Before you know it, summer will be here. And now that we are beginning to see real signs of spring, many of us are making early plans for the summer. What are your summer traveling tips?

  • What considerations do you need to make when traveling with a child who has Duchenne?
  • How does that determine your choices for summer vacation?
  • What advice would you have for families traveling for the first time with a scooter or wheelchair? 

Share your stories and advice with other families who can learn from your experiences!

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I am actually traveling in the middle of June and some advice to all of you out there that are considering to take a vacation is that it is possible to enjoy a vacation while having this debilitating disease. From all of my experience of traveling on a plane is that it could be stressful if you don't plan accordingly. I would really try to think about what you would need for the amount of time you want to travel, and pack extra things. You also need to take in consideration where you are going for the vacation, for example, if you want to travel to Alaska you should pack warm clothing, you wouldn't want to pack short-sleeved shirts going to Alaska.

If you are traveling by plane:

  • try to book the flight at least one or 2 months in advance
  • arrange transportation by either renting a van or using the transportation services (like taxis) of where you're going
  • there is a process of actually getting into the plane; first off the individual in the wheelchair will drive down the tunnel prior of going into the plane, secondly the individual would need to be transferred into a airplane wheelchair to go into the plane (a narrow looking wheelchair), thirdly the individual would transfer into a regular airplane seat, forth thing to know is that you will be 1st to board the plane and last to get off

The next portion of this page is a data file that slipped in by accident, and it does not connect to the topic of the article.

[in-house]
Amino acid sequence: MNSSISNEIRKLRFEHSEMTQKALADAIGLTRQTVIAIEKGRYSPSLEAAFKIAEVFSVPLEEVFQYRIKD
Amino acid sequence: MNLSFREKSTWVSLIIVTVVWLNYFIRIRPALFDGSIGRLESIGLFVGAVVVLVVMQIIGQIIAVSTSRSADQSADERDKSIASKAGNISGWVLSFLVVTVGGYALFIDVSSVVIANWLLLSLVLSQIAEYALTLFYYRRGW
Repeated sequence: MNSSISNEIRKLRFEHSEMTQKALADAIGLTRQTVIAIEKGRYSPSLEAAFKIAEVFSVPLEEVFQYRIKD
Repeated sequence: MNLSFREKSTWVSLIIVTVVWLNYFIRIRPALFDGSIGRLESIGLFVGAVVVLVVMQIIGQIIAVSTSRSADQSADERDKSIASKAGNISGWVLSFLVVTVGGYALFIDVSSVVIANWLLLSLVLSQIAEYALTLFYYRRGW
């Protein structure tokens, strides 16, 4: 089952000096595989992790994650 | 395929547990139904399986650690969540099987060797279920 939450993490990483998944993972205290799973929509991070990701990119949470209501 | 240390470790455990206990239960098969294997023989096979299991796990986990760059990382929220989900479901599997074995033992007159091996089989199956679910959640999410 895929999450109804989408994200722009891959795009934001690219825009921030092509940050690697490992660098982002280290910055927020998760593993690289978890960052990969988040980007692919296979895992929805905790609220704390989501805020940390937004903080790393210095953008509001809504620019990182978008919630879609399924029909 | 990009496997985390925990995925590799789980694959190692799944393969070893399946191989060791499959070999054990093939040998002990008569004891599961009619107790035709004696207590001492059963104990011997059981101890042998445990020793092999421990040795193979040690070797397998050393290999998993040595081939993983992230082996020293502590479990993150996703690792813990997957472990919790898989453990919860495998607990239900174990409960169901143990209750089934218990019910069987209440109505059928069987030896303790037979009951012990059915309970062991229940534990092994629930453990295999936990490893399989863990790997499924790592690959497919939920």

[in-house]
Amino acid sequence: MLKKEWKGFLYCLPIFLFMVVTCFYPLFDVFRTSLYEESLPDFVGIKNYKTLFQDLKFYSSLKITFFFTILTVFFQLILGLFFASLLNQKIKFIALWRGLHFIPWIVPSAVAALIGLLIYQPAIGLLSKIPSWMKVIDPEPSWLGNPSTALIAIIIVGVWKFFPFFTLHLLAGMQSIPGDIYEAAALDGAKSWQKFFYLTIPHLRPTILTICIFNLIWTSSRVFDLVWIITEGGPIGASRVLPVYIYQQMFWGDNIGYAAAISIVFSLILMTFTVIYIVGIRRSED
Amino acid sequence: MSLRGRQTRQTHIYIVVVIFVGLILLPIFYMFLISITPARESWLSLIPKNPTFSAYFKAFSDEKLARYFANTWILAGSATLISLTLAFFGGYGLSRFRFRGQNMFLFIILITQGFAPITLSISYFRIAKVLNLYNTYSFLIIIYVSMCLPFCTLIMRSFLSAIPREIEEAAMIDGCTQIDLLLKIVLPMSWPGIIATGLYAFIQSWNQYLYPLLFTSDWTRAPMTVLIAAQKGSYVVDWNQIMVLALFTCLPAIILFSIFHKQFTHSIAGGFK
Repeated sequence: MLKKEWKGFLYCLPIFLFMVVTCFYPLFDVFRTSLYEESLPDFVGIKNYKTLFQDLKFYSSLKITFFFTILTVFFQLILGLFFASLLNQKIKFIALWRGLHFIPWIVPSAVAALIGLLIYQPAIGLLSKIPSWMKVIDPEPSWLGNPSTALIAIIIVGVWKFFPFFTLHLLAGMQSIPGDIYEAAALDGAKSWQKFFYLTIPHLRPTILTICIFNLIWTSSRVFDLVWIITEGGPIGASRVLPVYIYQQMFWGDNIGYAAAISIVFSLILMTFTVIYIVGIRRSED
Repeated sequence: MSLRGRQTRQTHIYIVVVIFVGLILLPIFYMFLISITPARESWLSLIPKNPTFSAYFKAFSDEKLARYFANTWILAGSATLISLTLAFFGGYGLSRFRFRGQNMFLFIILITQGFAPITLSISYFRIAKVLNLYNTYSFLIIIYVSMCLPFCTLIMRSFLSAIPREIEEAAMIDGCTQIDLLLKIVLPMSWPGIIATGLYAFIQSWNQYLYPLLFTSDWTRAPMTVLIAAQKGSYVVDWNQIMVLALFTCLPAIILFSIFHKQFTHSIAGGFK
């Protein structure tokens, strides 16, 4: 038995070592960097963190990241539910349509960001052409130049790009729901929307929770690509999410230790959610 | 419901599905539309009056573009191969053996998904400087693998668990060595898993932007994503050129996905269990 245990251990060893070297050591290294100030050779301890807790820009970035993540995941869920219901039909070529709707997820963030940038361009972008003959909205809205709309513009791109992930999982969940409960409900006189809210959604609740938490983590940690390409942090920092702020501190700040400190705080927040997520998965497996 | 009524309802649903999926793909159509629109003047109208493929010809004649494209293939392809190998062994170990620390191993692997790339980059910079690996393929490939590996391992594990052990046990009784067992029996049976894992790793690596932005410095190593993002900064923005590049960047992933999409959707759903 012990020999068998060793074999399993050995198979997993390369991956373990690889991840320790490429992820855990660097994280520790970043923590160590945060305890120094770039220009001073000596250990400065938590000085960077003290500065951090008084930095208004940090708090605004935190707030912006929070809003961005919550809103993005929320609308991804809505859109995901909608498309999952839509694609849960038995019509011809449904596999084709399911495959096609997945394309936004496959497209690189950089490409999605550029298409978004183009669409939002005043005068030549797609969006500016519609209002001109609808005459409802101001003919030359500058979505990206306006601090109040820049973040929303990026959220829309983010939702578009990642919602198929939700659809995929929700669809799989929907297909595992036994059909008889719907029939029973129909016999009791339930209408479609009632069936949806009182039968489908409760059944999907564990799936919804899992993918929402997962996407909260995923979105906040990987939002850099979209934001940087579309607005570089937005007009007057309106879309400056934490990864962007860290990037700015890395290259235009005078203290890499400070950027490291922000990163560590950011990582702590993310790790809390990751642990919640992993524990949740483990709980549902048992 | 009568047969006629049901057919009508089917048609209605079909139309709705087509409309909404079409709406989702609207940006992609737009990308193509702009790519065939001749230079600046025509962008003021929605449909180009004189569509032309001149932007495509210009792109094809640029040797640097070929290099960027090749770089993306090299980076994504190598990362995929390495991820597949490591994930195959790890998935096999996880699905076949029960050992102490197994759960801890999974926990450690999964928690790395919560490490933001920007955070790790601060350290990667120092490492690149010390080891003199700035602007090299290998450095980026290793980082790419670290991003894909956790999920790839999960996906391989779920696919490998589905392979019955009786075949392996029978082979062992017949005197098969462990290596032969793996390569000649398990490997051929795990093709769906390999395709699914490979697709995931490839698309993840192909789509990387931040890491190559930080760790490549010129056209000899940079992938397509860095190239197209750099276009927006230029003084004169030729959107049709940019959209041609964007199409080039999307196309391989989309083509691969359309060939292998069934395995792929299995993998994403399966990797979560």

The most important advice for a first-time traveler would be to relax because people in our condition travel all the time, if the airport is not accommodating to you, you have the right to complain. Advocating for yourself is also pretty important to know, because people can't read our minds.

We travel all the time, and the biggest thing you need to do is give yourself extra time.  Most layover are 1 hour, but think about being the last off the plane, and needed to move around the airport.  I would give yourself at least 1 1/2 hours.   Much less stress.

Also if you are really concerned, talk to your travel agent, or look for a travel agent that specializes in travel for those with Disabilities.  (Yes they exist, my mom is one.)  She makes sure the hotel has assessable rooms, and arranges for sky cabs to help were clients through the airport, and helps make sure your needs are going to be met.

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